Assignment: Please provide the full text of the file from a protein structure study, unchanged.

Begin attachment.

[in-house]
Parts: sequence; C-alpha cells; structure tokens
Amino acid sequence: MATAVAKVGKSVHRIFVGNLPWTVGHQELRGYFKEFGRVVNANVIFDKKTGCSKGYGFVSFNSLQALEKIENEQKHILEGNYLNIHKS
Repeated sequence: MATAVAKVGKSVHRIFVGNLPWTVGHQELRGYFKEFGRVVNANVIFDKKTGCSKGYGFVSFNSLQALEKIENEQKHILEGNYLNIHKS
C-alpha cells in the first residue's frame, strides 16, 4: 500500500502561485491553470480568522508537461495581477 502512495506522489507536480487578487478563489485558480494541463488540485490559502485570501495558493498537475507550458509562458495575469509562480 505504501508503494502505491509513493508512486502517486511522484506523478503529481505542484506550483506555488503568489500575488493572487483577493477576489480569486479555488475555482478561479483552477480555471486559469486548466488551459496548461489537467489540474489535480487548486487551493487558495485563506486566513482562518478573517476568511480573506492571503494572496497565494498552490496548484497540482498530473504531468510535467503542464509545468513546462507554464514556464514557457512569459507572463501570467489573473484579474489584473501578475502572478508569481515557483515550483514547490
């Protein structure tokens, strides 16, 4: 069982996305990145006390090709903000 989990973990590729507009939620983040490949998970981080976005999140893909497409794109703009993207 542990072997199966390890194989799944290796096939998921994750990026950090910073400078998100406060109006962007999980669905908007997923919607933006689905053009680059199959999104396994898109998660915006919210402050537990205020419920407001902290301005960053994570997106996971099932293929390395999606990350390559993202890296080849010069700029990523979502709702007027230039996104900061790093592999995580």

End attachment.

[in-house]
Parts: sequence; C-alpha cells; structure tokens
Amino acid sequence: MATAVAKVGKSVHRIFVGNLPWTVGHQELRGYFKEFGRVVNANVIFDKKTGCSKGYGFVSFNSLQALEKIENEQKHILEGNYLNIHKS
Repeated sequence: MATAVAKVGKSVHRIFVGNLPWTVGHQELRGYFKEFGRVVNANVIFDKKTGCSKGYGFVSFNSLQALEKIENEQKHILEGNYLNIHKS
C-alpha cells in the first residue's frame, strides 16, 4: 500500500502561485491553470480568522508537461495581477 502512495506522489507536480487578487478563489485558480494541463488540485490559502485570501495558493498537475507550458509562458495575469509562480 505504501508503494502505491509513493508512486502517486511522484506523478503529481505542484506550483506555488503568489500575488493572487483577493477576489480569486479555488475555482478561479483552477480555471486559469486548466488551459496548461489537467489540474489535480487548486487551493487558495485563506486566513482562518478573517476568511480573506492571503494572496497565494498552490496548484497540482498530473504531468510535467503542464509545468513546462507554464514556464514557457512569459507572463501570467489573473484579474489584473501578475502572478508569481515557483515550483514547490
């Protein structure tokens, strides 16, 4: 069982996305990145006390090709903000 989990973990590729507009939620983040490949998970981080976005999140893909497409794109703009993207 542990072997199966390890194989799944290796096939998921994750990026950090910073400078998100406060109006962007999980669905908007997923919607933006689905053009680059199959999104396994898109998660915006919210402050537990205020419920407001902290301005960053994570997106996971099932293929390395999606990350390559993202890296080849010069700029990523979502709702007027230039996104900061790093592999995580």